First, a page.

Opening a can of worms here...
The route that many young musicians take in starting their encounter with the piano is changing very quickly these days. I'm speaking about the rise of online piano tutorials, which are increasingly becoming part of the piano pedagogy world, with their informative, engaging, and (mostly) free content. As blogged about by David Story in the Hamilton-Halton ORMTA blog and Patrick on Piano Street, online video tutorials (including popular ones by Yoke Wong, Hugh Sung, and webpianoteacher) can be both a blessing and a curse. And while I'm still a champion of the power of one-on-one teaching, I'm increasingly asking my students to watch some of these videos as a supplement to what they learn in lessons. After all, they're on YouTube (where students hang out anyway) and they're free.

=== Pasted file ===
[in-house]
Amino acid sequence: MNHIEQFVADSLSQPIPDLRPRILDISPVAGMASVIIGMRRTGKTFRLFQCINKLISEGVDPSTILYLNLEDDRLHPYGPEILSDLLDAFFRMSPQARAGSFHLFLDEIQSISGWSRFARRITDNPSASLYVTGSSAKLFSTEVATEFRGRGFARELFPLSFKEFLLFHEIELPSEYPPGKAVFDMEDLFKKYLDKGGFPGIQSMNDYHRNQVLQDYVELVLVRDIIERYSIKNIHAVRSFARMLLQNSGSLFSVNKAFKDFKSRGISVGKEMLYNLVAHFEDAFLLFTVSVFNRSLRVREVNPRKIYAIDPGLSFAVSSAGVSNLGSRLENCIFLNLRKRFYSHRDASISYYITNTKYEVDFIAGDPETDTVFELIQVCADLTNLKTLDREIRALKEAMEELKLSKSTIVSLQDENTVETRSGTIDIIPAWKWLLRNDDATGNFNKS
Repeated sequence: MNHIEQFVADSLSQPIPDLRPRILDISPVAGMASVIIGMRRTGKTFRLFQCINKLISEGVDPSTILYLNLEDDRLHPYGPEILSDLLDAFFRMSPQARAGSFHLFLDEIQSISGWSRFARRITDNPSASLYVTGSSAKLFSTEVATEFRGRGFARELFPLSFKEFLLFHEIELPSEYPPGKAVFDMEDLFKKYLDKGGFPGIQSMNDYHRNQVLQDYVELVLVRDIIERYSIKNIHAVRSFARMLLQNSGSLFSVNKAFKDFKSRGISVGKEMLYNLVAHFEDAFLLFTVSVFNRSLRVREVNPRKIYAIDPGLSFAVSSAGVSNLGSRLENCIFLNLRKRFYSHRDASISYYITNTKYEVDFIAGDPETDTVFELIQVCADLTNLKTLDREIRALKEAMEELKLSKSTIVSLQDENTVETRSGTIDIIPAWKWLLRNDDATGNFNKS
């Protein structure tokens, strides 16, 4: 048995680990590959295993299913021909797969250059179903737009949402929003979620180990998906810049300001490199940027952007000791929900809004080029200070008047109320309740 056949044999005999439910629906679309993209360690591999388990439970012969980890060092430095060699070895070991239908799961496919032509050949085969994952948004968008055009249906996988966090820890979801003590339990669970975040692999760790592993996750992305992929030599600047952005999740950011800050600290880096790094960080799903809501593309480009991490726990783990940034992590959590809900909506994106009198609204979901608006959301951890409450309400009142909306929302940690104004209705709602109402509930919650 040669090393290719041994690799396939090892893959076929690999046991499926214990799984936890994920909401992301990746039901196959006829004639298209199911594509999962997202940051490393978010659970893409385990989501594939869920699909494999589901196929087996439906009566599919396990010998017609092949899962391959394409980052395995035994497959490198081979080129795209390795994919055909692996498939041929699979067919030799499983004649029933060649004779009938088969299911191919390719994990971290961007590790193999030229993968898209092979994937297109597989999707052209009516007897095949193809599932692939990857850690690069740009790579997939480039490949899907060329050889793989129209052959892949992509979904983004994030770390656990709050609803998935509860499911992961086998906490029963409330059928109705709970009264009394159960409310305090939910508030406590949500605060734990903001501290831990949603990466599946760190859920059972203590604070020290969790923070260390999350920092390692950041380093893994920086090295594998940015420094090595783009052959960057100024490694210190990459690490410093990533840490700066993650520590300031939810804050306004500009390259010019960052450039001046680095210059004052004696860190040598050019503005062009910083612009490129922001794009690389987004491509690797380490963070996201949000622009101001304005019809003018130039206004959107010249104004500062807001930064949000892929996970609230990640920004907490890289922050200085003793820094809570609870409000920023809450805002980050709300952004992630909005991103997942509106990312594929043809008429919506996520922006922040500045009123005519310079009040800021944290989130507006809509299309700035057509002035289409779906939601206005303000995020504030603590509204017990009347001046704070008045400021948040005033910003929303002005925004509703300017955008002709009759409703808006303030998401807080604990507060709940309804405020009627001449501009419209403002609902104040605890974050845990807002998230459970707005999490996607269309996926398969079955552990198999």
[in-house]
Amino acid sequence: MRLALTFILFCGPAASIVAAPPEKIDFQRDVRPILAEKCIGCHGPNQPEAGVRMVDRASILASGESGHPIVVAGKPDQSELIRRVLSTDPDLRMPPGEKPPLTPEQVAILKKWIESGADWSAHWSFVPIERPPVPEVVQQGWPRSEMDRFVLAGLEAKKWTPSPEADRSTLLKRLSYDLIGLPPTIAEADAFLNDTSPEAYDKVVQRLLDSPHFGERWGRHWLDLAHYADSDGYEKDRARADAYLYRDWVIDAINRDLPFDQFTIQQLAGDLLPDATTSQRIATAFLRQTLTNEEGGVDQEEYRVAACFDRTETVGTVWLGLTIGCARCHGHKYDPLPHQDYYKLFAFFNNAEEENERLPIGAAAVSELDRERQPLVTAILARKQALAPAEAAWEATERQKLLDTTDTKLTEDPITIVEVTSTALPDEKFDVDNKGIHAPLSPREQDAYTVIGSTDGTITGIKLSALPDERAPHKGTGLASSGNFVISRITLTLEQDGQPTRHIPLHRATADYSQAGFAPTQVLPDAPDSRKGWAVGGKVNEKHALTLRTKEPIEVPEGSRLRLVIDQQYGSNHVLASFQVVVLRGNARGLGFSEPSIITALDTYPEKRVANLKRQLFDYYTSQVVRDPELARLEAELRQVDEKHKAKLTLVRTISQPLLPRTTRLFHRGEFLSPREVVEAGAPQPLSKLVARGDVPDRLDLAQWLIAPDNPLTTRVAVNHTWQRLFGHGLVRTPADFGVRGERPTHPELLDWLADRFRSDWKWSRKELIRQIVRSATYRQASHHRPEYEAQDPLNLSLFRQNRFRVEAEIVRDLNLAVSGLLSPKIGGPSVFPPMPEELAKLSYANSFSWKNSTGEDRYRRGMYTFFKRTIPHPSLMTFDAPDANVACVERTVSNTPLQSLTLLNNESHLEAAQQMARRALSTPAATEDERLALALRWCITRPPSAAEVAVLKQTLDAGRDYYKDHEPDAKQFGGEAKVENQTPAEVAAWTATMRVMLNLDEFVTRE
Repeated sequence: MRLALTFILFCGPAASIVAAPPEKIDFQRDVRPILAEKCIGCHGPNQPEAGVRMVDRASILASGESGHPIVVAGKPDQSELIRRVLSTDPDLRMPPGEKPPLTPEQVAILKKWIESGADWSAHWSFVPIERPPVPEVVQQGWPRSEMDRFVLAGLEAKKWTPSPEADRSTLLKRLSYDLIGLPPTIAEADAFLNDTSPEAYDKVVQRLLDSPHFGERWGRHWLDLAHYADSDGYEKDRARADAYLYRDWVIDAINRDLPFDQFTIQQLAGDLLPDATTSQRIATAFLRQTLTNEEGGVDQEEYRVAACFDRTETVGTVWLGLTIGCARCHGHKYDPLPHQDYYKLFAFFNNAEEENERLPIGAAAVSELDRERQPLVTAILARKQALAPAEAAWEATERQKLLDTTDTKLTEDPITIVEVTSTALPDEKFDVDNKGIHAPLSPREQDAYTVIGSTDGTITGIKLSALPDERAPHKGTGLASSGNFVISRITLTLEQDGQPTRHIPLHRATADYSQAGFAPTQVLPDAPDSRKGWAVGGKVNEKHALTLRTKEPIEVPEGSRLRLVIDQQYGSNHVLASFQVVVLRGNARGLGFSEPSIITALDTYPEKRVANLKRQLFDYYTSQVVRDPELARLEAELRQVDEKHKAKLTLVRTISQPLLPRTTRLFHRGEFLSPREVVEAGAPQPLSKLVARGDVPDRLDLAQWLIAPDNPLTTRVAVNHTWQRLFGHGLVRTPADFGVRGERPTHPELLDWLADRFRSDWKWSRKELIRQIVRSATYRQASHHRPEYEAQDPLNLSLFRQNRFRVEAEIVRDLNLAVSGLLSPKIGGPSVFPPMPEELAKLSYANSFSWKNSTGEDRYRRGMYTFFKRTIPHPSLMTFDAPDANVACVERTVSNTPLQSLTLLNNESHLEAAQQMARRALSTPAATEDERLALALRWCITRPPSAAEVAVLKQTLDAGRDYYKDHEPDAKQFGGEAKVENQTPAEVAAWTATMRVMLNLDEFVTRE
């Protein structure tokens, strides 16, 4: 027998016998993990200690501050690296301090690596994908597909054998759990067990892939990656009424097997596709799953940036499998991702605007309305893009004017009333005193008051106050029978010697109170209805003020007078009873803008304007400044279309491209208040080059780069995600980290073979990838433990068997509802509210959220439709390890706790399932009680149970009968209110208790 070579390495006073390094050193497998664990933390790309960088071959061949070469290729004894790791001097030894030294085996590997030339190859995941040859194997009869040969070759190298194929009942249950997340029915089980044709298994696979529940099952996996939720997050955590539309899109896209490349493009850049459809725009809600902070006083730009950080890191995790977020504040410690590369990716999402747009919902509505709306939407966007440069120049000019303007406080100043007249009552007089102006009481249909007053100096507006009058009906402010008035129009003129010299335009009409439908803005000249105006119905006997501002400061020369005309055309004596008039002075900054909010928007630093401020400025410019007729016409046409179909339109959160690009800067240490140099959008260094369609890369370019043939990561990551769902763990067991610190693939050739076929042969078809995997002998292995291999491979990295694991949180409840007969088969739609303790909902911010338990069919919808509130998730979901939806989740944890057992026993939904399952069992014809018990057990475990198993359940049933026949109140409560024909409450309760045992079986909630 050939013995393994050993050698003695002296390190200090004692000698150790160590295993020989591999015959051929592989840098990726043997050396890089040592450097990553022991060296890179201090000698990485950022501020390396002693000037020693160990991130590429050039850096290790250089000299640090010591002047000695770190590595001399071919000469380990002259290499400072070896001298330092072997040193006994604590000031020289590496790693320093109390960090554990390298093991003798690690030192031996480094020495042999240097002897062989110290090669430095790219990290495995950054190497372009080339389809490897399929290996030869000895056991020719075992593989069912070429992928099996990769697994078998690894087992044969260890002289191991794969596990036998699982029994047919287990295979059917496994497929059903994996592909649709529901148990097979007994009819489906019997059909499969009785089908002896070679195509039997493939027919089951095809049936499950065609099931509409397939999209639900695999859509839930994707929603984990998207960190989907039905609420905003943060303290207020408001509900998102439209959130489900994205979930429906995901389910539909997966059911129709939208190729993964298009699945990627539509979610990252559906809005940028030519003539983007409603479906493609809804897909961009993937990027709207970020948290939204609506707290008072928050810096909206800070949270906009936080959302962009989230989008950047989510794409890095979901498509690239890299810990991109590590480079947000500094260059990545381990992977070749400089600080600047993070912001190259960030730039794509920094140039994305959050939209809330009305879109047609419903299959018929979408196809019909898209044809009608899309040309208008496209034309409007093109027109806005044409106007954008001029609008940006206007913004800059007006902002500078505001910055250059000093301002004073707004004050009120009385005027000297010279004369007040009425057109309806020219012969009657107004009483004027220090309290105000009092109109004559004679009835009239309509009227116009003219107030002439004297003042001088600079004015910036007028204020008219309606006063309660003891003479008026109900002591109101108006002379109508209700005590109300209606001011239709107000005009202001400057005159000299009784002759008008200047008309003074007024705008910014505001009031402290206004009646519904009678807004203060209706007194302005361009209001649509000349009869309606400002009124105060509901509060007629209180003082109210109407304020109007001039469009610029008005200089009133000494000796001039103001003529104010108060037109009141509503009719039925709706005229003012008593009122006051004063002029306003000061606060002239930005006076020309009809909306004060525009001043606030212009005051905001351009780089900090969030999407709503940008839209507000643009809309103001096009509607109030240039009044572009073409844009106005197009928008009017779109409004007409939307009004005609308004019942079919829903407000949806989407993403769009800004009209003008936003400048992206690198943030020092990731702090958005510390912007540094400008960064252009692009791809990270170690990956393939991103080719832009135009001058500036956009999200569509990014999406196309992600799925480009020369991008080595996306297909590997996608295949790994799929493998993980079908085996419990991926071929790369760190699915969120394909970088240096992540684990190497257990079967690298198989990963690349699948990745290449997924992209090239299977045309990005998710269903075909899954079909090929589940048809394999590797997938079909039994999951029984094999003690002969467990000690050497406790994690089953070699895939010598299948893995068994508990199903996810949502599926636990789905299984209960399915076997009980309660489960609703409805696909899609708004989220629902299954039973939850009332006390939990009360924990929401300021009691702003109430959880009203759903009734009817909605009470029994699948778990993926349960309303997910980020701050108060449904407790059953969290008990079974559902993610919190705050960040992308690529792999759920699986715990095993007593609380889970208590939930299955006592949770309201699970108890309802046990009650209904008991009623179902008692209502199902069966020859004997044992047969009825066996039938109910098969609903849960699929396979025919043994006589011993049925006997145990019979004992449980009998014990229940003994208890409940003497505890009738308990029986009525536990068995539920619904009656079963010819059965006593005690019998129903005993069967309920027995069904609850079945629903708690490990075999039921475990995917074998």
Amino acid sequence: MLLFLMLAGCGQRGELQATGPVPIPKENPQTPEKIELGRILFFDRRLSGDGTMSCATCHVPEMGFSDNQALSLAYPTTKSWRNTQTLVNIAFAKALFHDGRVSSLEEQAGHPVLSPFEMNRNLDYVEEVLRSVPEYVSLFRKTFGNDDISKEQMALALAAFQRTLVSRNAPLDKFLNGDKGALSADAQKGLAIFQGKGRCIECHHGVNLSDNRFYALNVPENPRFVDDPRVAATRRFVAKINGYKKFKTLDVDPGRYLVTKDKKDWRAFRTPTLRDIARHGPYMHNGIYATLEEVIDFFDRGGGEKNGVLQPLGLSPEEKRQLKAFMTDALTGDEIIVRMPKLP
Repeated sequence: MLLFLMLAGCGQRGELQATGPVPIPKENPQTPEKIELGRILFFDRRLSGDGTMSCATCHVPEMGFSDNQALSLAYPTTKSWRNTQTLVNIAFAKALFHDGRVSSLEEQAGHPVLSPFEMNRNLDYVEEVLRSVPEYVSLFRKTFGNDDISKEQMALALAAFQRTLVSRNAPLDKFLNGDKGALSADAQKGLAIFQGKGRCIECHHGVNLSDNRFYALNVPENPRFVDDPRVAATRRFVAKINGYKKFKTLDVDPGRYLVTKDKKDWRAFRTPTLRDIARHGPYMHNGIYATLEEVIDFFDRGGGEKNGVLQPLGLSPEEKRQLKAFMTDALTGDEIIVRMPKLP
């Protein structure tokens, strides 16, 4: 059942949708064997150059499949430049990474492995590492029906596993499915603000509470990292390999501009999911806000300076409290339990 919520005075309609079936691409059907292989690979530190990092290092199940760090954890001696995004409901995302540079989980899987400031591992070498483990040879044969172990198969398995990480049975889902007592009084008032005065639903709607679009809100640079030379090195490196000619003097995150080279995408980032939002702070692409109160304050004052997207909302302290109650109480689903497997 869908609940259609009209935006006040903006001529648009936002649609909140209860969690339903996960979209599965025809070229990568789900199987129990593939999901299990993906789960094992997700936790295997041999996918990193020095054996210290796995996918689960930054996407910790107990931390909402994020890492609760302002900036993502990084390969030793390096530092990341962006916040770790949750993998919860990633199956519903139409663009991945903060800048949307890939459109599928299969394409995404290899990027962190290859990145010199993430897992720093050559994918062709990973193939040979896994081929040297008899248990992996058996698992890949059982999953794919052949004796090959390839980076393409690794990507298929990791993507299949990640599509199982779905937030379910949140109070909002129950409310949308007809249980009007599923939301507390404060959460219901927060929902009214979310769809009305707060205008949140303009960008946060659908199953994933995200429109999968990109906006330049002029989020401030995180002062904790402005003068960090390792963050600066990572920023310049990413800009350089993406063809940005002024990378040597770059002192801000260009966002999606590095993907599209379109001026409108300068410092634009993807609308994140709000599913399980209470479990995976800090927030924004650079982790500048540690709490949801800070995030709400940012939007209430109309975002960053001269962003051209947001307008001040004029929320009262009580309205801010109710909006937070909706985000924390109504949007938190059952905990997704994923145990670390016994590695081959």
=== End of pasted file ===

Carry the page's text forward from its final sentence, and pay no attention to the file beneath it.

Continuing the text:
My questions to the Collaborative Piano Blog community:
Is the genre of the online piano tutorial a natural evolution of the piano lesson that can easily be integrated into one-on-one instruction, or is it a use of technology that will wrest increasing numbers of beginners from traditional lesson/class instruction into the more streamlined business model of online mass instruction? Should piano teachers be excited or worried about this development? How can piano teachers take advantage of online lesson videos both from the content delivery and content creation vantage point?
(Image from piblet's photostream on Flickr)